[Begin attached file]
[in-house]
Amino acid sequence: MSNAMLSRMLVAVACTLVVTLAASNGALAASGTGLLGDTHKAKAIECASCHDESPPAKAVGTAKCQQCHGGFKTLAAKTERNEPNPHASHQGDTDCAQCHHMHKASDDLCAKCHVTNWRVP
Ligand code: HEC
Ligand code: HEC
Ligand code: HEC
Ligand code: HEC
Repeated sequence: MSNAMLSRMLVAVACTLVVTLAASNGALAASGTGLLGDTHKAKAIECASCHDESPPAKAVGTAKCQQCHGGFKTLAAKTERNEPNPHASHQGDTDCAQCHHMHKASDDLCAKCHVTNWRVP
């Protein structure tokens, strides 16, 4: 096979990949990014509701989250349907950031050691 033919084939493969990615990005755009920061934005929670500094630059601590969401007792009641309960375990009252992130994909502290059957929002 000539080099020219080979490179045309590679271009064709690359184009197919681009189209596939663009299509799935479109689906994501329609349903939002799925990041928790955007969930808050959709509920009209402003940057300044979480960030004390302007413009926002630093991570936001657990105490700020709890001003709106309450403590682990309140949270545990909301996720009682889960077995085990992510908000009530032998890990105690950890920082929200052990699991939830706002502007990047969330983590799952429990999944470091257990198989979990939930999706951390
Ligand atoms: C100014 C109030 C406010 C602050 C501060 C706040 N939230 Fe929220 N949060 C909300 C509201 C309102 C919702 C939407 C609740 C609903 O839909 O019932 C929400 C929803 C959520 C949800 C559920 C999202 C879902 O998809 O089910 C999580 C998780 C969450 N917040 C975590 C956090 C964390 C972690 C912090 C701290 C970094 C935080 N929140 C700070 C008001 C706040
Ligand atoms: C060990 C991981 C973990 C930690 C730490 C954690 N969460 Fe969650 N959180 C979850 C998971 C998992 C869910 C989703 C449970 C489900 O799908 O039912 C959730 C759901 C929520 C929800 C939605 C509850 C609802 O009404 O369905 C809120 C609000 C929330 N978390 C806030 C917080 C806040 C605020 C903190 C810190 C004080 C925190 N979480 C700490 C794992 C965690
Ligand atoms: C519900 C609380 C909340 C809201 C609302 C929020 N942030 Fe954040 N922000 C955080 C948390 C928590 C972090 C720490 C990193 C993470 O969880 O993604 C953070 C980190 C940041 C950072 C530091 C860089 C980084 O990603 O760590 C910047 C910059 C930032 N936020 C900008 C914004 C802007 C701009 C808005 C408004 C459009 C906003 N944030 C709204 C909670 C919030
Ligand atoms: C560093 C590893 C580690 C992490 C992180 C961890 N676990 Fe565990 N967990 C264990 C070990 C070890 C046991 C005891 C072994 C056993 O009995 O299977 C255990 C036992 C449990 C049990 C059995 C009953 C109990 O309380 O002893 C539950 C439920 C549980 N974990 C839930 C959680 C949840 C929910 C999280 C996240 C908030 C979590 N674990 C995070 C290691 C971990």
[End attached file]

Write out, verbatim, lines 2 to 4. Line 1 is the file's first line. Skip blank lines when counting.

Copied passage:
Amino acid sequence: MSNAMLSRMLVAVACTLVVTLAASNGALAASGTGLLGDTHKAKAIECASCHDESPPAKAVGTAKCQQCHGGFKTLAAKTERNEPNPHASHQGDTDCAQCHHMHKASDDLCAKCHVTNWRVP
Ligand code: HEC
Ligand code: HEC